Astronomers first discovered the planet, dubbed HD 209458b, in 1999, around a star in the Pegasus constellation 150 light-years from Earth. The Jupiter-like object is unique because its three-and-a-half-day orbit takes it in front of a star close enough and bright enough to be observed. Using an ultraviolet spectrograph on board the Hubble Space Telescope, Alfred Vidal-Madjar of the Astrophysical Institute of Paris and his colleagues studied the planet in October and November 2003. "What¿s key here is that we have detected oxygen and carbon in atomic form and in the outermost layers of the planet where we would not normally expect them," says study co-author Gilda Ballester of the University of Arizona. "These species are 10 times heavier than hydrogen atoms, so a force stronger than gravity is driving them up along with the hydrogen gas into the very extended envelope around the planet."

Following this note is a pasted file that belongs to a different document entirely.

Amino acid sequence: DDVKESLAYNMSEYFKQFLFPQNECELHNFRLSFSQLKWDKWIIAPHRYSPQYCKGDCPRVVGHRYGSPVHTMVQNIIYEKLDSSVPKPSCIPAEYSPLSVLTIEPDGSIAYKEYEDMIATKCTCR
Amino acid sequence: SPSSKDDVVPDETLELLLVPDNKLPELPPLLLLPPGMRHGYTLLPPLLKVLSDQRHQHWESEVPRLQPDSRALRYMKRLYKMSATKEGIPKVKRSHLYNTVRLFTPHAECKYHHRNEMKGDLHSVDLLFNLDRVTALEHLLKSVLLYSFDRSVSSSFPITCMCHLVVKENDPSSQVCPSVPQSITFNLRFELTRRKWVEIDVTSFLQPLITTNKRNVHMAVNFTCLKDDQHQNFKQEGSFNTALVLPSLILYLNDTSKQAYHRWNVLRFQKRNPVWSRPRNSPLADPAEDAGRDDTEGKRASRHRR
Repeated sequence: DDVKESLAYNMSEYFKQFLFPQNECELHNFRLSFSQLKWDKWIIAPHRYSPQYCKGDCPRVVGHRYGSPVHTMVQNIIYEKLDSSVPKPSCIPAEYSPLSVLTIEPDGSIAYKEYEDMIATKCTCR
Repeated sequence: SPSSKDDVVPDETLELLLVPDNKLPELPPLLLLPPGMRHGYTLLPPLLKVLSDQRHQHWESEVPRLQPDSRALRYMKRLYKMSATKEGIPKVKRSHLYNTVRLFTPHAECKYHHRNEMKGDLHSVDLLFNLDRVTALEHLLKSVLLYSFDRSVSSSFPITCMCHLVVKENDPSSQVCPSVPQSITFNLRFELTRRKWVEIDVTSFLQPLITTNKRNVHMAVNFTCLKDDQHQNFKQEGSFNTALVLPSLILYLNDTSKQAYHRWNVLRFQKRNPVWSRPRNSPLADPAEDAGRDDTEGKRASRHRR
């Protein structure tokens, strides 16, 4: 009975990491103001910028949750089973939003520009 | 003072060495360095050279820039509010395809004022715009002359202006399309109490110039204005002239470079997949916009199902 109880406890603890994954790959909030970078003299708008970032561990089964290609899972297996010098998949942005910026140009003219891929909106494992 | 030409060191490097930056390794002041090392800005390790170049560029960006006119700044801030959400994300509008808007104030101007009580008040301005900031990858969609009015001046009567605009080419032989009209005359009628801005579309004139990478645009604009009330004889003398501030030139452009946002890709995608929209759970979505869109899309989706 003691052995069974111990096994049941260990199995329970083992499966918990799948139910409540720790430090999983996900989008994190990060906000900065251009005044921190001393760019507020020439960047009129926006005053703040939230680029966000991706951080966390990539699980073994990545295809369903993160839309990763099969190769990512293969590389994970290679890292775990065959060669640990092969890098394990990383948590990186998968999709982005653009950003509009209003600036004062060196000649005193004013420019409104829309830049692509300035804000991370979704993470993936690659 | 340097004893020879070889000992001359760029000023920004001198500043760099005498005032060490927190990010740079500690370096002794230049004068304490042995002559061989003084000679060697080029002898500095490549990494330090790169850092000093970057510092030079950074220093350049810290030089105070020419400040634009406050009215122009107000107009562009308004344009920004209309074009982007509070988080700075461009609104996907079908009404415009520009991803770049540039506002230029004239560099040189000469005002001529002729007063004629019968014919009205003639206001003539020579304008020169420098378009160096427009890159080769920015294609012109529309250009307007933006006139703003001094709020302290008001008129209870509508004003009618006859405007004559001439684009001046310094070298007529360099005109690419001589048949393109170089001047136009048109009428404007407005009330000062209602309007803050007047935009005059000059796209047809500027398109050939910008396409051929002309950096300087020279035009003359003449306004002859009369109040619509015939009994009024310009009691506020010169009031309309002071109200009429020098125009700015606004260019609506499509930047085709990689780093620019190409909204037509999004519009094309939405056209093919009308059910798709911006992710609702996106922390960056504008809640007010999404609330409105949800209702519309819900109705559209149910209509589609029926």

Astronomers first detected hydrogen evaporating from HD 209458b¿s atmosphere last year, and they now calculate that the gaseous envelope is being ripped away at speeds greater than 35,000 kilometers an hour. "We speculate that even heavier elements such as iron are blown off at this stage as well," comments team member Alain Lecavelier des Etangs of the Astrophysical Institute of Paris. The researchers propose that HD 209458b is a novel type of extrasolar planet because of its distinct evaporation pattern. They further surmise that detection of more such planets, thought to be remnants of gas giants, may soon be within reach of both Earth- and space-bound telescopes. "It has been speculated that Venus, Earth and Mars may have lost their entire original atmospheres during the early part of their lives, " Vidal-Madjar says. "Their present atmospheres have their origins in asteroid and cometary impacts and outgassing from the planet interiors."